Kurian CJ, Leader AE, Thong MSY, Keith SW, Zeigler-johnson CM (2018) Examining relationships between age at diagnosis and health-related quality of life outcomes in prostate cancer survivors. BMC Public Health. 18(1060):1–9

    Google Scholar 

  17. 17.

    Pinkawa M, Fischedick K, Gagel B, Piroth MD, Asadpour B, Klotz J et al (2009) Impact of age and comorbidities on health-related quality of life for patients with prostate cancer: evaluation before a curative treatment. BMC Cancer. 9:1–10

    Article  Google Scholar 

  18. 18.

    Hampson LA, Cowan JE, Zhao S, Carroll PR, Cooperberg MR (2015) Impact of age on quality-of-life outcomes after treatment for localized prostate cancer. Eur Urol. 68(3):480–486

    Article  Google Scholar 

  19. 19.

    Mols F, Van De Poll-Franse LV, Vingerhoets AJJM, Hendrikx A, Aaronson NK, Houterman S et al (2006) Long-term quality of life among Dutch prostate cancer survivors: results of a population-based study. Cancer. 107(9):2186–2196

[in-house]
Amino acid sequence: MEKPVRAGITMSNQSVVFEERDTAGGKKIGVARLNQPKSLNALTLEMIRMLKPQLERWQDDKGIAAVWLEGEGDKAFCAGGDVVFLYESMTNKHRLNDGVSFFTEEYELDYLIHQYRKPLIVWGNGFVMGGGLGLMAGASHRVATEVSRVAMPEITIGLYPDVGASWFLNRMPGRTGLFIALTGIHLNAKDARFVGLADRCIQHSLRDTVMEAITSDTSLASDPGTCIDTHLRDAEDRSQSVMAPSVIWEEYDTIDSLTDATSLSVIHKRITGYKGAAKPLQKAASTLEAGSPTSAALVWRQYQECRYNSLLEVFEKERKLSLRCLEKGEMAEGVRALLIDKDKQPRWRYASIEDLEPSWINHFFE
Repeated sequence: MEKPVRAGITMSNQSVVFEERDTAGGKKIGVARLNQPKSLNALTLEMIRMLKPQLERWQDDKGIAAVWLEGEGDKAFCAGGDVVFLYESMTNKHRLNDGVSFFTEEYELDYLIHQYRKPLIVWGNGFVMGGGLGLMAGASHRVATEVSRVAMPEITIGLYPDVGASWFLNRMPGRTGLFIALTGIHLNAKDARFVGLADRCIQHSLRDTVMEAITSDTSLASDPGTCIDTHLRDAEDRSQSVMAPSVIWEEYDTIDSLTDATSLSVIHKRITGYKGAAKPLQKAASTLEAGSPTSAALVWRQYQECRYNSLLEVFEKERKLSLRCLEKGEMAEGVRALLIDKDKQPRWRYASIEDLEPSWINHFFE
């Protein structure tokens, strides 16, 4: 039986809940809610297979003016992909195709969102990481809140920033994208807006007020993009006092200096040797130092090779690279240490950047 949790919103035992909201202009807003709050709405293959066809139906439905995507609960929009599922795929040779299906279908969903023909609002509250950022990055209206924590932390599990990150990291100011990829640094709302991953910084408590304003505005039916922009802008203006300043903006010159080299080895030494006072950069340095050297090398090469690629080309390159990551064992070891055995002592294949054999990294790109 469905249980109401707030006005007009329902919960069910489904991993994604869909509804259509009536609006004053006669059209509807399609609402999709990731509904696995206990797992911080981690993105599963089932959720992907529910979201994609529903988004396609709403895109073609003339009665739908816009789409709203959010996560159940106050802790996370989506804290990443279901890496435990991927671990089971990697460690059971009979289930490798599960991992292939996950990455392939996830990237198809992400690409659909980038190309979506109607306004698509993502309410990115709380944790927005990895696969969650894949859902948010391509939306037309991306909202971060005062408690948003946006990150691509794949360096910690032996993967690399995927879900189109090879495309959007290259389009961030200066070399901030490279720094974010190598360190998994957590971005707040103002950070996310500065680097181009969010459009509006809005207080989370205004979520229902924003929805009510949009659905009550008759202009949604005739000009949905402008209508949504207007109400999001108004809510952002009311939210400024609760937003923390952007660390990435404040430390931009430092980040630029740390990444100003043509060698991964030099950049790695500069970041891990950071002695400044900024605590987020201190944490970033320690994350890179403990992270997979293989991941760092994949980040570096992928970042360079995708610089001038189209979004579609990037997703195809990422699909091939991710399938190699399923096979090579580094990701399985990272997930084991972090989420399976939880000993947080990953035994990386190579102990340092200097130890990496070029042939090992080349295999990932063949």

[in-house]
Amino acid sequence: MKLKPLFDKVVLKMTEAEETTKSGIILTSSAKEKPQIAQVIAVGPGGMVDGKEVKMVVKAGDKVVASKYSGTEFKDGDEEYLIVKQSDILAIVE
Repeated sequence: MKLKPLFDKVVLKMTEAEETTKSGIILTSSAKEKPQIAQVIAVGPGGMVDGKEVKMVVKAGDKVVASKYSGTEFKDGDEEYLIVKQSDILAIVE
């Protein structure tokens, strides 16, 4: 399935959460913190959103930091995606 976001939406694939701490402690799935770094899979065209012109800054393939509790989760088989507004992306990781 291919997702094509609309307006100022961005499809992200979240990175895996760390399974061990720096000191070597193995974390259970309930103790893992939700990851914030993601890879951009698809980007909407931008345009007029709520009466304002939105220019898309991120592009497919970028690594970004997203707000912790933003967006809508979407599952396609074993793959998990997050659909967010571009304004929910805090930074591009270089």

Article  Google Scholar 

  20. 20.

    Arndt V, Koch-Gallenkamp L, Jansen L, Bertram H, Eberle A, Holleczek B et al (2017) Quality of life in long-term and very long-term cancer survivors versus population controls in Germany. Acta Oncol (Madr). 56(2):190–197

    Article  Google Scholar 

  21. 21.

    Doege D, Thong MSY, Koch-Gallenkamp L, Bertram H, Eberle A, Holleczek B et al (2019) Health-related quality of life in long-term disease-free breast cancer survivors versus female population controls in Germany. Breast Cancer Res Treat. 175(2):499–510

    Article  Google Scholar 

  22. 22.

    Thong MSY, Koch-Gallenkamp L, Jansen L, Bertram H, Eberle A, Holleczek B et al (2019) Age-specific health-related quality of life in long-term and very long-term colorectal cancer survivors versus population controls—a population-based study. Acta Oncol (Madr). 58(5):801–10

  23. 23.

    Koch-Gallenkamp L. Referenzdaten zur Lebensqualität in Deutschland für Studien mit Krebspatienten [Internet]. 2014. [cited 2018 Jun 5]. Available from: